The endangered Rothschild giraffe – which keepers have named Millie – is only a few days old and is already 6ft  (1.9m) tall. The zoo said there are less than 670 Rothschild giraffes left in the wild.

Chester Zoo’s curator of mammals, Tim Rowlands, said: “Millie was up on her feet within just a few minutes of being born and she began suckling from mum not long after. “The new calf is the latest endangered species to have been born in the last six months at the zoo.

Two endangered Asian elephants, two critically-endangered black rhinos, two critically-endangered Sumatran orang-utans, an okapi and two giant otter pups, as well as Kanzi, another Rothschild giraffe, have all been part of the zoo’s recent baby boom.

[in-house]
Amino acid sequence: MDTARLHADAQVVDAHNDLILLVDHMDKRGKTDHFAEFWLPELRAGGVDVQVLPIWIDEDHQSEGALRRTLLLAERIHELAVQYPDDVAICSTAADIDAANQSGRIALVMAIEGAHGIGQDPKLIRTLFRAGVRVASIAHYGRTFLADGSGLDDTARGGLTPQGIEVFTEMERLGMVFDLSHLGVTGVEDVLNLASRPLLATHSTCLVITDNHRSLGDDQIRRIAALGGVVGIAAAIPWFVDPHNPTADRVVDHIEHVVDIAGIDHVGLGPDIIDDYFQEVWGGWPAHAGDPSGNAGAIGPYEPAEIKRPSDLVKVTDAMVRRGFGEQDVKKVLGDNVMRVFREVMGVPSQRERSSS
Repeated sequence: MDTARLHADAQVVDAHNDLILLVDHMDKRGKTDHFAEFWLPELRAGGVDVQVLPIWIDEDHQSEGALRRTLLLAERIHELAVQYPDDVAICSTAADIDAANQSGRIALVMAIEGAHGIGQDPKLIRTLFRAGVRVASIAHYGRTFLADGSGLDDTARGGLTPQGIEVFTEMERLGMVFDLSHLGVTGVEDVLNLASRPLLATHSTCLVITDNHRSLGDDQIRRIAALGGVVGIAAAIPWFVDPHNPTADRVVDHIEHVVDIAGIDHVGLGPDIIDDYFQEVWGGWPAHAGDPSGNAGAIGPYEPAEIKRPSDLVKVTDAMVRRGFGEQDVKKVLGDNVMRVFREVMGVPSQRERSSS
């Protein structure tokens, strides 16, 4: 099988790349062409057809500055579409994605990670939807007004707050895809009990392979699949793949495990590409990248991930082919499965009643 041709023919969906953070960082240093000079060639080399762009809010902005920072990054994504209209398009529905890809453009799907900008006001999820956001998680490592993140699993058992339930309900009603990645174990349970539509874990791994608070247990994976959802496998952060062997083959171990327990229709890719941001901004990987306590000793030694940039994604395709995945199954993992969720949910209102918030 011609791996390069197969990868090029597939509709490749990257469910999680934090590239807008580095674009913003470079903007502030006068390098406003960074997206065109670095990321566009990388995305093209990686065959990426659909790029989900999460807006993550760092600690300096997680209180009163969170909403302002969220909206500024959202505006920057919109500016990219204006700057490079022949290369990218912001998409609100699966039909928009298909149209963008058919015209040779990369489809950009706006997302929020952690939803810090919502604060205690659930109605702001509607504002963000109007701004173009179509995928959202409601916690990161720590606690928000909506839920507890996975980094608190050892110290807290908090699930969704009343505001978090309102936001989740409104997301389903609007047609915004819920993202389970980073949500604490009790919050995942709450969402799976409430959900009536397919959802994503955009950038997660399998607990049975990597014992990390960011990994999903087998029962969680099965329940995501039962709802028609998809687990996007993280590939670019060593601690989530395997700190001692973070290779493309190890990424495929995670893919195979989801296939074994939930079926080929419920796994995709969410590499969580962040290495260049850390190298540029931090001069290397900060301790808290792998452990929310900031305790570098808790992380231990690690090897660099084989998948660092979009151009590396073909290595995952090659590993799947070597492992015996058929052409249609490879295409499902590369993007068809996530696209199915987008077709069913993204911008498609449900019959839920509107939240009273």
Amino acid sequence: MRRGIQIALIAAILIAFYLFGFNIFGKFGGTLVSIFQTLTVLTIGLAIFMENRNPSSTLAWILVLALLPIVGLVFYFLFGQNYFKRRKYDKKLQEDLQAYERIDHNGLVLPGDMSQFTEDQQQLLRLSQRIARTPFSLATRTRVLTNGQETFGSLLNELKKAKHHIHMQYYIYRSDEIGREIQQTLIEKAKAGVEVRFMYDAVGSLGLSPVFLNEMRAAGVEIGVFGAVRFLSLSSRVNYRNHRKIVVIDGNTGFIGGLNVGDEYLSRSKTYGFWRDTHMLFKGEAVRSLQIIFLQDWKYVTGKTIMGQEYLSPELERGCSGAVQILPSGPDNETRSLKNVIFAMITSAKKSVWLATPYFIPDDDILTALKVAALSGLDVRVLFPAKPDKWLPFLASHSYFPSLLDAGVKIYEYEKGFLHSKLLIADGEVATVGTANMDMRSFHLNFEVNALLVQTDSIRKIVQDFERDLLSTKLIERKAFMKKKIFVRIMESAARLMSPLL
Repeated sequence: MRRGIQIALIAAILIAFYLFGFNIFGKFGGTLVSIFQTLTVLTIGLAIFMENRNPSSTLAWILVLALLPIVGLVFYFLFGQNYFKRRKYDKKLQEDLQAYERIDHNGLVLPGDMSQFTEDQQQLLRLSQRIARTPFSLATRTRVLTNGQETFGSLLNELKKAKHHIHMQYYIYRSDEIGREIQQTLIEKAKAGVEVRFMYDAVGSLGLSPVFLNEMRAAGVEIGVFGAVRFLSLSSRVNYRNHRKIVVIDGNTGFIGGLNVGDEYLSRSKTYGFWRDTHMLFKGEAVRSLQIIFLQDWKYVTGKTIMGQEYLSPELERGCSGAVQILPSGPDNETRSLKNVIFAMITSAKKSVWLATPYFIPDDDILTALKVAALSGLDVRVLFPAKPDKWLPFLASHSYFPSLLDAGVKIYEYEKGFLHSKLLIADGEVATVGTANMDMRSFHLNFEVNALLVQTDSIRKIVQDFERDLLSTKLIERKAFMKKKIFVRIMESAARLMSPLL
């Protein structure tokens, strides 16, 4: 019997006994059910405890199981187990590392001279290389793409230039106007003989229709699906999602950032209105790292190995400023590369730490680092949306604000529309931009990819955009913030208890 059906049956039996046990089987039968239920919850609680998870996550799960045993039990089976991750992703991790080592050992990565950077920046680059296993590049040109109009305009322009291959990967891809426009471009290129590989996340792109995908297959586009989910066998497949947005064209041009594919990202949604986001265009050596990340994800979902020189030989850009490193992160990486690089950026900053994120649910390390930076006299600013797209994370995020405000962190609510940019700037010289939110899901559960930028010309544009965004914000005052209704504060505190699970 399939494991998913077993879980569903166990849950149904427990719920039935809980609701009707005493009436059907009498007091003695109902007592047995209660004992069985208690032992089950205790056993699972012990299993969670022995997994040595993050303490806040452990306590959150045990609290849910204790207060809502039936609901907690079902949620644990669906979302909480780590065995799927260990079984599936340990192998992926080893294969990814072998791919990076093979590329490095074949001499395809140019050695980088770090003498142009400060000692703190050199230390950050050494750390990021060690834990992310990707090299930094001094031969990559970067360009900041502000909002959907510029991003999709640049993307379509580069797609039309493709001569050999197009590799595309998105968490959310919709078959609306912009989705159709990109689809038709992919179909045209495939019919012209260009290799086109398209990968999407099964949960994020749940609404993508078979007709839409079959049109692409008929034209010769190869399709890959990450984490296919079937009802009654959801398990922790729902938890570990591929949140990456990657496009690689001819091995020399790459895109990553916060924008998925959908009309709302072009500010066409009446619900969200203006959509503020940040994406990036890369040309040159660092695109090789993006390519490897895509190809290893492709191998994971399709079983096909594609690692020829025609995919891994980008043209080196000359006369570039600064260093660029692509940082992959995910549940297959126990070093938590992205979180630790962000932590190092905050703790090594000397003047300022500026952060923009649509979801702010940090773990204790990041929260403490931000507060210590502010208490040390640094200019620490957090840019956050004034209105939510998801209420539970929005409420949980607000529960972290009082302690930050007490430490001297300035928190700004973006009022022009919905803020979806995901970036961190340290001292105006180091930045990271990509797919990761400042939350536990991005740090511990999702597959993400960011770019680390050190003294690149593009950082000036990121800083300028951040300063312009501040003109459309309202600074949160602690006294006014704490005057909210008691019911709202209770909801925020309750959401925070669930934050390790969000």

Rothschild giraffes are named after zoologist Lord Walter Rothschild, founder of the National History Museum in Tring, Hertfordshire.

Rothschild giraffes
• The species is identified by its broader dividing white lines and has no spots beneath the knees
• Classed as Endangered by the International Union for Conservation of  Nature
• Native to Kenya, Uganda and Sudan
• In the past, giraffes were hunted for their tails, which were used as good-luck charms, sewing thread and even fly swats



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